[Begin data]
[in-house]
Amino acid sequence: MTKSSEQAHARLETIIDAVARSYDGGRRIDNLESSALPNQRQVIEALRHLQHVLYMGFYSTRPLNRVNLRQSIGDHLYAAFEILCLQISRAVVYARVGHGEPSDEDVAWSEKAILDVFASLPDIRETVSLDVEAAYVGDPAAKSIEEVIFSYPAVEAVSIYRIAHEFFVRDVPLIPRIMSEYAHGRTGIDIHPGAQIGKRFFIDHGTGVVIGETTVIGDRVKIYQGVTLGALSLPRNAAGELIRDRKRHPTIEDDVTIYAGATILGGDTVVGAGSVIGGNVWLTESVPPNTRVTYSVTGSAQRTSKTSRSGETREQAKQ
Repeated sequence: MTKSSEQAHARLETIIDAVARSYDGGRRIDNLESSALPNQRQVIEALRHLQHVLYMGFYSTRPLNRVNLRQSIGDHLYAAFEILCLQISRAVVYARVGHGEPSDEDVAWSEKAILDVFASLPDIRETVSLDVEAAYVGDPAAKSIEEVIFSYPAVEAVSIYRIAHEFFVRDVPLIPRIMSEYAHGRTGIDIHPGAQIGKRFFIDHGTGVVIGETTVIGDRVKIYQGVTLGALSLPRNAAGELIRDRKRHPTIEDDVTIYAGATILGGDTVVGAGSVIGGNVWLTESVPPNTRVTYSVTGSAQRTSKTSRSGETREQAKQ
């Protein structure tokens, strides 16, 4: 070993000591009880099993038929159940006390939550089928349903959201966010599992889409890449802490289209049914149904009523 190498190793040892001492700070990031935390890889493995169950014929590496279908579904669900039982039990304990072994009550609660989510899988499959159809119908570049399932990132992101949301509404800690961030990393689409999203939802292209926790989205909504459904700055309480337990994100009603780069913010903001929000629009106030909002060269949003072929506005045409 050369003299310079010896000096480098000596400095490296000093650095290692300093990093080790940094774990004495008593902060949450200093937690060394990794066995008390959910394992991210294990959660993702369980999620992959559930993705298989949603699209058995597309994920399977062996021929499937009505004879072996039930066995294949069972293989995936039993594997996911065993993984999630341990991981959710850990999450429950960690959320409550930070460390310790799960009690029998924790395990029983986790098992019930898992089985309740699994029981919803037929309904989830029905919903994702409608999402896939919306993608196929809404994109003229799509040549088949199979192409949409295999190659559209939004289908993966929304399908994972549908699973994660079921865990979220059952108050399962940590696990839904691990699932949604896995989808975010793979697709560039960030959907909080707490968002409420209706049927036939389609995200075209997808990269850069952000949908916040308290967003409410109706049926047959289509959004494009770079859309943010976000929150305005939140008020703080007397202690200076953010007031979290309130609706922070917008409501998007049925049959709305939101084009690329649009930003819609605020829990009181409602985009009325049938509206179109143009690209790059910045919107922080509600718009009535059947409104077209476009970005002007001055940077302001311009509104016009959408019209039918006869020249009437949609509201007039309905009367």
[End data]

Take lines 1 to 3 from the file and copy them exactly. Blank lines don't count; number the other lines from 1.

[in-house]
Amino acid sequence: MTKSSEQAHARLETIIDAVARSYDGGRRIDNLESSALPNQRQVIEALRHLQHVLYMGFYSTRPLNRVNLRQSIGDHLYAAFEILCLQISRAVVYARVGHGEPSDEDVAWSEKAILDVFASLPDIRETVSLDVEAAYVGDPAAKSIEEVIFSYPAVEAVSIYRIAHEFFVRDVPLIPRIMSEYAHGRTGIDIHPGAQIGKRFFIDHGTGVVIGETTVIGDRVKIYQGVTLGALSLPRNAAGELIRDRKRHPTIEDDVTIYAGATILGGDTVVGAGSVIGGNVWLTESVPPNTRVTYSVTGSAQRTSKTSRSGETREQAKQ
Repeated sequence: MTKSSEQAHARLETIIDAVARSYDGGRRIDNLESSALPNQRQVIEALRHLQHVLYMGFYSTRPLNRVNLRQSIGDHLYAAFEILCLQISRAVVYARVGHGEPSDEDVAWSEKAILDVFASLPDIRETVSLDVEAAYVGDPAAKSIEEVIFSYPAVEAVSIYRIAHEFFVRDVPLIPRIMSEYAHGRTGIDIHPGAQIGKRFFIDHGTGVVIGETTVIGDRVKIYQGVTLGALSLPRNAAGELIRDRKRHPTIEDDVTIYAGATILGGDTVVGAGSVIGGNVWLTESVPPNTRVTYSVTGSAQRTSKTSRSGETREQAKQ